MMA often shows the same cultural values as pro-wrestling such as nationalism and the admiration of bigger physical powers, ignoring smaller men and women in favor of heavyweights. These ideas are simple, and easy to understand. It's easier to excite people with them.

However, pro-wrestling isn't a sport, and MMA is. In a real sport, aggressive, abrasive promoters, big-money mismatches show how young the sport is. Normally the "youth" of MMA is celebrated, but it also means the sport is fairly immature. After a certain time, MMA won't be "young" any more, but it still might be immature.

Still, this game is new. That is a fact. But even if MMA sells itself on athletic merit, but it can't be sold that way forever.

In the sport now, people talk continuously about matchmaking, and what fighters are underrated and overrated. It's all about fighting, so I would never say tell anyone not to talk about those thing, but there is a lack of diversity in discussion topics. For now, those topics will provide enthusiastic debate, but at some people, people will find its limitations.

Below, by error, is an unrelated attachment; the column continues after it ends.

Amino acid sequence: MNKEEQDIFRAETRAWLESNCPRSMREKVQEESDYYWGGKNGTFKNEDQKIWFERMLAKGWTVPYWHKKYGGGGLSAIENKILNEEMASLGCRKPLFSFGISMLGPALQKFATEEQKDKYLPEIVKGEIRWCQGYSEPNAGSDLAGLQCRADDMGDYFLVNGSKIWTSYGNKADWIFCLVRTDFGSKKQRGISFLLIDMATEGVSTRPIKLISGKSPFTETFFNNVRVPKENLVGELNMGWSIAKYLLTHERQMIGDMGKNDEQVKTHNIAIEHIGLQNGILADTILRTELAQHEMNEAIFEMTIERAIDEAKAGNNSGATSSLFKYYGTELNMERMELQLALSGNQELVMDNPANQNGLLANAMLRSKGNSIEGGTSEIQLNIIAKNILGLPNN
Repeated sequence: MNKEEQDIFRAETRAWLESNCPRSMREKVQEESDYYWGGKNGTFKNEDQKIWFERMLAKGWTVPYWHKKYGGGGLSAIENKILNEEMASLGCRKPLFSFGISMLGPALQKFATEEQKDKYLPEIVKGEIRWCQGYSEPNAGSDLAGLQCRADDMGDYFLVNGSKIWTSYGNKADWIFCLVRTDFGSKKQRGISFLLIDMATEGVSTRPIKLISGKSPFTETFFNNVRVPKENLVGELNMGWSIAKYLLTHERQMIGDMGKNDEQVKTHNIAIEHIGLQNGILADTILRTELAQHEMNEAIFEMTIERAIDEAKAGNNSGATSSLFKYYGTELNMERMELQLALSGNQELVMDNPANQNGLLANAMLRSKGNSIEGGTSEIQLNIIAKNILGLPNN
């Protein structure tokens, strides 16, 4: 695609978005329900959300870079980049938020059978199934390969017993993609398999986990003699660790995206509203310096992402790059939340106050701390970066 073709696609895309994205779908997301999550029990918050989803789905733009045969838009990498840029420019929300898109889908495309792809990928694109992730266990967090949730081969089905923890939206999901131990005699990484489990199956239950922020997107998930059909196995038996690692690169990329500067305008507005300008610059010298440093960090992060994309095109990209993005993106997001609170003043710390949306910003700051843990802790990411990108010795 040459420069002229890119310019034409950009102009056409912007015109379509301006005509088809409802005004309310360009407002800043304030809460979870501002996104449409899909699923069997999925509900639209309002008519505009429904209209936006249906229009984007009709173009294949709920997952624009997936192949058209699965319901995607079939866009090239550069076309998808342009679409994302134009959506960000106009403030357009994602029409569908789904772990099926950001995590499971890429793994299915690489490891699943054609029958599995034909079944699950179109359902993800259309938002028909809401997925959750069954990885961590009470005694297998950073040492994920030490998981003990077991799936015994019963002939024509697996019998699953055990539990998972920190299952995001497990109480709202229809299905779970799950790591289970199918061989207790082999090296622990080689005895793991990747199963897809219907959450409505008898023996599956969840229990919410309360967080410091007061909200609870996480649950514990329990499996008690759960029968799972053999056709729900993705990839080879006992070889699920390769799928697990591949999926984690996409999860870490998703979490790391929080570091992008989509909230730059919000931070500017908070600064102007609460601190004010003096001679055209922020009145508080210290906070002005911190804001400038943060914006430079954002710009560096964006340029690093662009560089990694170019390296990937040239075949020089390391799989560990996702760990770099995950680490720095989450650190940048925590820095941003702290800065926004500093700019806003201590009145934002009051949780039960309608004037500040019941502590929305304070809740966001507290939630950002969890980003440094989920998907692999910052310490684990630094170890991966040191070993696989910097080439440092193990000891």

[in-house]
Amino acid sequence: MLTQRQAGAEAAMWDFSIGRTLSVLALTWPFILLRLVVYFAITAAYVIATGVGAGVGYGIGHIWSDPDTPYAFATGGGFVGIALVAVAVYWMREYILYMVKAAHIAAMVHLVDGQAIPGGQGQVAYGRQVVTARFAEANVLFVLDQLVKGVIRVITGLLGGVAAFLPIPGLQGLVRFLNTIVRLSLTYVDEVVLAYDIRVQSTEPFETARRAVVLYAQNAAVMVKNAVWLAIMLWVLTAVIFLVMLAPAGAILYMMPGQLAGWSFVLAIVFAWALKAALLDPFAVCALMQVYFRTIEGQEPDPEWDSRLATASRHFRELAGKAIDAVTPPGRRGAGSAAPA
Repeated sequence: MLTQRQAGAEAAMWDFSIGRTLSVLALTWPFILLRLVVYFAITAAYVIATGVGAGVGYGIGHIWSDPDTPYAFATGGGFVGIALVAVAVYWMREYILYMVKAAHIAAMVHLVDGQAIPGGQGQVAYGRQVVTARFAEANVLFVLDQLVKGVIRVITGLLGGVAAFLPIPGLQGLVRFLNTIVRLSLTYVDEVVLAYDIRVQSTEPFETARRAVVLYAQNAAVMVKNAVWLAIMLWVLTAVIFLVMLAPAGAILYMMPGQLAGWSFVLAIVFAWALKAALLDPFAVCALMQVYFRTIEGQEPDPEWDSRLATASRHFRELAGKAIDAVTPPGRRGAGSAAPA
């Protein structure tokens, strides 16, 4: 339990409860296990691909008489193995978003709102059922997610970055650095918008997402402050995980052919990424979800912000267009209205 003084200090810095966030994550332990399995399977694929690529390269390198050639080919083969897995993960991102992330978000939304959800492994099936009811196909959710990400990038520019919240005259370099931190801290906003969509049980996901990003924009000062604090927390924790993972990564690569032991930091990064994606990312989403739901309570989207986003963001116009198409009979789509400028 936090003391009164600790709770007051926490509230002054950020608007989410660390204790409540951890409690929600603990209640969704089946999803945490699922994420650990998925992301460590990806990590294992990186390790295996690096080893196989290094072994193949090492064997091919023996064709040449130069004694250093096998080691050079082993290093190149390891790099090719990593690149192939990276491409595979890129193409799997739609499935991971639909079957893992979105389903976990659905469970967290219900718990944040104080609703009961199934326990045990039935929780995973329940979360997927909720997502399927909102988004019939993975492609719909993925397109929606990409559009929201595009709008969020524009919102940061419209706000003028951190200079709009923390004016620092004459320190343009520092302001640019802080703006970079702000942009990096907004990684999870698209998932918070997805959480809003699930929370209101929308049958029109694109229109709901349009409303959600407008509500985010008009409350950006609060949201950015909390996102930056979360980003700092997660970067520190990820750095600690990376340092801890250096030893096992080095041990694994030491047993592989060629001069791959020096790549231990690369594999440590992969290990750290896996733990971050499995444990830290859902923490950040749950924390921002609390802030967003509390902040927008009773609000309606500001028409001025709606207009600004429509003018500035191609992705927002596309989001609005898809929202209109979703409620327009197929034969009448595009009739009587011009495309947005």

Why did I make a venue list for MMA events? Because it's interesting. There is a difference in quality as a fan in the audience. A good seat at a good venue allows you to see a fighter's footwork, down to his knee and ankle movement or submission transitions. If you have a ringside seat, you can see how a corner advises their fighter, and how they change their attack after that. I never found reviews of venues, or audience experiences based on seat price.

Sometime's MMA fans attack other martial arts people, who are part of MMA's grassroots. MMA can still learn from traditional martial arts: cultivating manners and discipline is a big part of martial arts. That doesn't mean MMA needs to get conservative; chaos is one of the sport's charms. But, MMA isn't only growing because of American culture -- television, media, and money -- other nations' cultures impact MMA, too. For instance, the different martial arts skills from different countries add new skills to regional fighters. This makes fights themselves more diverse, and a joy to watch.

"This is fastest growing sport in the world."

We need to show maturity as this sports grows. We need to talk about all aspects of the sport to do that.

SKILL MMA's Japanese MMA Scene venue list

Big thanks to Jordan Breen for English and editing.